Volume 4, Issue 5 (May 2007)
Testing and Assessment of Marble and Limestone (TEAM)—Important Results from a Large European Research Project on Cladding Panels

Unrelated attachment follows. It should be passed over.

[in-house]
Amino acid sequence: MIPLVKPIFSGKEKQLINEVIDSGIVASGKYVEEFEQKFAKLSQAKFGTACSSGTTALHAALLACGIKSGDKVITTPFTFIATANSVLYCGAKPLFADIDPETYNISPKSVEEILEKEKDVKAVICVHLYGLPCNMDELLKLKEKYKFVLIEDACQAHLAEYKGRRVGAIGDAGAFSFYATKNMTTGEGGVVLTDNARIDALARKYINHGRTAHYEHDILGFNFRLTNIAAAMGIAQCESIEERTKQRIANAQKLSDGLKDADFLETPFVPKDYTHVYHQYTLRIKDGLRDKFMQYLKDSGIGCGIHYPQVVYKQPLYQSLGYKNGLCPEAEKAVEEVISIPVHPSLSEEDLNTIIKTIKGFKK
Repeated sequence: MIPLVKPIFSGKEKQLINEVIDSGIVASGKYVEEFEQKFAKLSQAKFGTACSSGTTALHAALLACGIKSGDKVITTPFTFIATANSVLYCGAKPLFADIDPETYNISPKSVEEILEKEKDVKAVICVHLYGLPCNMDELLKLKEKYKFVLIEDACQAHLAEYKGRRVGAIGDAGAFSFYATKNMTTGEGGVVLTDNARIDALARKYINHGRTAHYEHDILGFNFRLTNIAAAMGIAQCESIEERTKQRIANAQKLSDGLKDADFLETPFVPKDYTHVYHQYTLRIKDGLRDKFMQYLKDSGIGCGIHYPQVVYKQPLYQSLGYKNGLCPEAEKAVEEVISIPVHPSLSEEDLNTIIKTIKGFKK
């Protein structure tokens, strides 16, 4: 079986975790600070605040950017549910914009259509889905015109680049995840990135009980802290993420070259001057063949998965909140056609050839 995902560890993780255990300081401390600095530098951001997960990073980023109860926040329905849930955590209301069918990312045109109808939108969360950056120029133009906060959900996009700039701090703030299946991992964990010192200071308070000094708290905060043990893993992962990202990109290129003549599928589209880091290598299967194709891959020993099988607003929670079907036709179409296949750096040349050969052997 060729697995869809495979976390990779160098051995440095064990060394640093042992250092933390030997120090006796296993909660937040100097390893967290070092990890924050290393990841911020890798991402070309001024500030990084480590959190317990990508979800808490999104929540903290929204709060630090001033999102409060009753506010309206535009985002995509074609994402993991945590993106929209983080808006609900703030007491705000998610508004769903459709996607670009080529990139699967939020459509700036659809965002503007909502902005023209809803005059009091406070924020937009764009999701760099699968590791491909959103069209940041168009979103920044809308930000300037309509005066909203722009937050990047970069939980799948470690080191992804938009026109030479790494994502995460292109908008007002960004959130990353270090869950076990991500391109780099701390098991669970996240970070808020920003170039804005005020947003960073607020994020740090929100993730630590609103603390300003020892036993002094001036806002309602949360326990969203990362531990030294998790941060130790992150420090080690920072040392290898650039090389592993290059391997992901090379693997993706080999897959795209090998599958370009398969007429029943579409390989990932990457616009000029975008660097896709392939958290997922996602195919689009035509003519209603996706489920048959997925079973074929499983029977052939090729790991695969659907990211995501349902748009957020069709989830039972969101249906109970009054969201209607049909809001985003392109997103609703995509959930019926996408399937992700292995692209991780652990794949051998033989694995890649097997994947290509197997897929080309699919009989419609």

The use of natural stone as facade cladding has been shown to have much lower life cycle costs and they are more environmentally friendly than comparable products of concrete, glass, and steel. Promoting the use of natural stone has therefore a great positive impact on the environment. However, the number of occurrences of bowing and expansion of marble and limestone panels has led to increased maintenance costs, significant safety risk, and negative publicity. The lack of knowledge of a solution to the problem of bowing marble has a large negative effect on the entire stone trade. In response, short-sighted and less durable construction solutions are used as an alternative, adding to the decreasing export figures and numbers of employees within the stone sector. The TEAM (TEAM=TEsting and Assessment of Marble and limestone) project addresses a problem with marble types, from several European countries, that display bowing on facades in both cold and warm climates. There is, therefore a need to develop harmonized European standards for differentiating between marble that is susceptible to bowing and marble that is not. Resolution No. 013, in May 1999 taken by the European Committee for Standardization (CEN), Technical Committee (TC) 246 Natural Stone states the urgent needs “to develop a direct test method of the bowing risk for marble cladding products.” Thus, the project addresses the mandate for external wall coverings and the safety of panels. This paper serves to give a comprehensive overview of the main findings in the project. The main objectives were: • To understand and explain the mechanisms of the expansion and loss of strength, probably the most important phenomena leading to degradation of marble and limestone clad facades. • To prevent the use of deleterious marble and limestone by introducing drafts for European standards. • To develop a concept for assessment of facades, including a monitoring system in order to predict strength development and improve safety and reliability. • To analyze if surface coating and impregnation could prevent or diminish the degradation. • To address quality control aspects in order to optimize the production conditions. The TEAM project consortium, representing nine EU (European union) countries, comprised sixteen partners representing stone producers and trade associations, testing laboratories, standardization and certification bodies, consultants, building owners and caretakers and producers of fixing and repair systems. A state-of-the-art report has been written and is based on an extensive compilation of more than 400 papers on marble and limestone deterioration dating from the late 1800s to 2006. A survey of about 200 buildings has given a clear picture of the extent of the problem in geographical, geological, and climatological terms. Detailed case studies of six buildings have resulted in a methodology for assessment of facades including monitoring system and risk assessment. Research both in the laboratory and the field were performed on a large number of different stone types from different countries and used in different climates. This gave the explanation of degradation mechanisms and led to the determination of the critical influencing factors. Two tests methods, including precision statements: one for bowing  and one for thermal and moisture irreversible expansion have been prepared for submission to CEN TC 246. Repair techniques based on the use of surface coating and impregnation systems has been tested at laboratory and in the field. Positive side effects including increased durability and easier cleaning have been observed. Guidelines for production and product control have been proposed, and an instruction for stone sampling and description has been developed.